Lots of drive bays and fan
Four easy swap 3.5-inch bays
No dedicated PSU grill or USB 3.0 port
Some flimsy parts
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The DF-85 is the top banana of Antec's premier Dark Fleet range of gaming cases. It's gone for the full killer-cyborg-from-the-future look for this hefty tower chassis, opting for an aggressive rather than stylish aesthetic.
Like almost all cases for gaming rigs, the DF-85 is black inside and out, although this doesn't stretch to the screws, which are regular and shiny. The interior follows the classic template too, featuring a motherboard with power supply below it, and a vertical stack of drives down the front.
The front of the case has three potential openings, called Fleet-Release doors for no good reason. It took us a minute or two to see how to open these, expecting some neat switch or button. What we eventually discovered was nothing so accomplished: they're opened simply by flexing the plastic on one side, which isn't the most sturdy of arrangements.
You drive me crazy
Each door has a removable dust-catching grill in front of a 120mm fan, which has red LED lighting and a little rotary speed control for maximum fiddling. The doors can be locked shut from inside the case, but this is another plastic arrangement that doesn't inspire much confidence.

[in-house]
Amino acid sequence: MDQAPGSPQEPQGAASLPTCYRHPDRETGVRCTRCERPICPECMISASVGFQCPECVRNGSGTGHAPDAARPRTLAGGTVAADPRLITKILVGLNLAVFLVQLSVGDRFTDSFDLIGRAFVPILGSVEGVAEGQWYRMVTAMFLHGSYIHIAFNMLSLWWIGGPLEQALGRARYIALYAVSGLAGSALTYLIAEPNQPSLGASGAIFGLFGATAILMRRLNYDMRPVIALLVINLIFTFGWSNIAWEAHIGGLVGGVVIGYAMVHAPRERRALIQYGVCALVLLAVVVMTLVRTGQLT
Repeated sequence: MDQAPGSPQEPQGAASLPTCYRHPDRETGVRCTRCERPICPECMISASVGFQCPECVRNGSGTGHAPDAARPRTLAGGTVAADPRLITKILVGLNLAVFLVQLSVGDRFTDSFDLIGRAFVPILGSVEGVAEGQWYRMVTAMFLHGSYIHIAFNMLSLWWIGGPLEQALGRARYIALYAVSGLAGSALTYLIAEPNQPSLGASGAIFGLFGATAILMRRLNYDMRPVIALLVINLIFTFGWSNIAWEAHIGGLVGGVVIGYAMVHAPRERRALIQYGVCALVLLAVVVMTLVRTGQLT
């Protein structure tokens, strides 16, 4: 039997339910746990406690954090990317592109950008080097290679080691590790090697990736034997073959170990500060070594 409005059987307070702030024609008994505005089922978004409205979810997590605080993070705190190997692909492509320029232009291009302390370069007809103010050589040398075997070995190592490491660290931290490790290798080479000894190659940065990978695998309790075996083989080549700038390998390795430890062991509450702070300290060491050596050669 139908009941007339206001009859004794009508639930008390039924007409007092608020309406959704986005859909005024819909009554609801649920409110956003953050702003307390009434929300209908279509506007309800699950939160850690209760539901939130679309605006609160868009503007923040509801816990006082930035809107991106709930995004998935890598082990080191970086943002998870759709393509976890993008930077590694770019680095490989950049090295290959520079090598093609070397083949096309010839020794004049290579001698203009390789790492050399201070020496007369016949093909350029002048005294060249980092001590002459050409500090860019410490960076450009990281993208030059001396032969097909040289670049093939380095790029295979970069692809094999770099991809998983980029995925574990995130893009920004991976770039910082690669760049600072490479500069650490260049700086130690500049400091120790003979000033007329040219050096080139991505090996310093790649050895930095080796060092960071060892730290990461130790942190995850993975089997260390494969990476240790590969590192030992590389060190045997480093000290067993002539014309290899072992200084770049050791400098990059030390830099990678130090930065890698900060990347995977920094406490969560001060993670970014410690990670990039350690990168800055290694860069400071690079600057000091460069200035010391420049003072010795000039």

Behind each door are three 3.5-inch bays, giving you nine in all, which should be enough for anyone. There are no fancy screw-free fixings, but if you're lazy you can just slide the drives in without screws, although this might mean vibrations.
Four of the 3.5-inch bays are also equipped with what Antec has dubbed Fleet-Swap. At the back of the bay are the power and SATA connectors all lined-up for you. Just connect up the motherboard and then adding a drive becomes a matter of sliding it into the bay and pushing it home. It's a system that works well.
Moving towards the top of the case's front face, we have the 5.25-inch bays complete with more pointless decorative doors. On the top of the case is a hot-swap 2.5-inch bay too, the usefulness of which is questionable. Inside there's also room to screw a 2.5-inch SSD to the bottom of the case. That's a grand total of 14 drive bays.
Expansion cards are held in place by screws, but we had been hoping for some clever fixings. There's no cowl or support for your graphics cards either, so you can fit full length numbers up to 12.5 inches.
There's a processor cut-out, and cabling holes to enable you to run cables behind the board. Allowance has also been made for water-cooling, with suitable holes to the outside at the back.
Strangely for a case of this class, there's no grill to enable the bottom mounted power supply to draw air from outside.
Antec are most renowned for making fans, so not surprisingly it has fitted a lot of them, totalling seven in all. There's the three in the front doors, two in the roof and two in the back, all with red LEDs and speed controls. In standard trim its pretty capable, but the side panel is drilled for another 120mm fan if you really feel your card might need it.
The DF-85's industrial looks are like or loathe but underneath the (questionable) style is substance. It's a decent case that covers all the gaming bases, and at a ton it jolly well should do.
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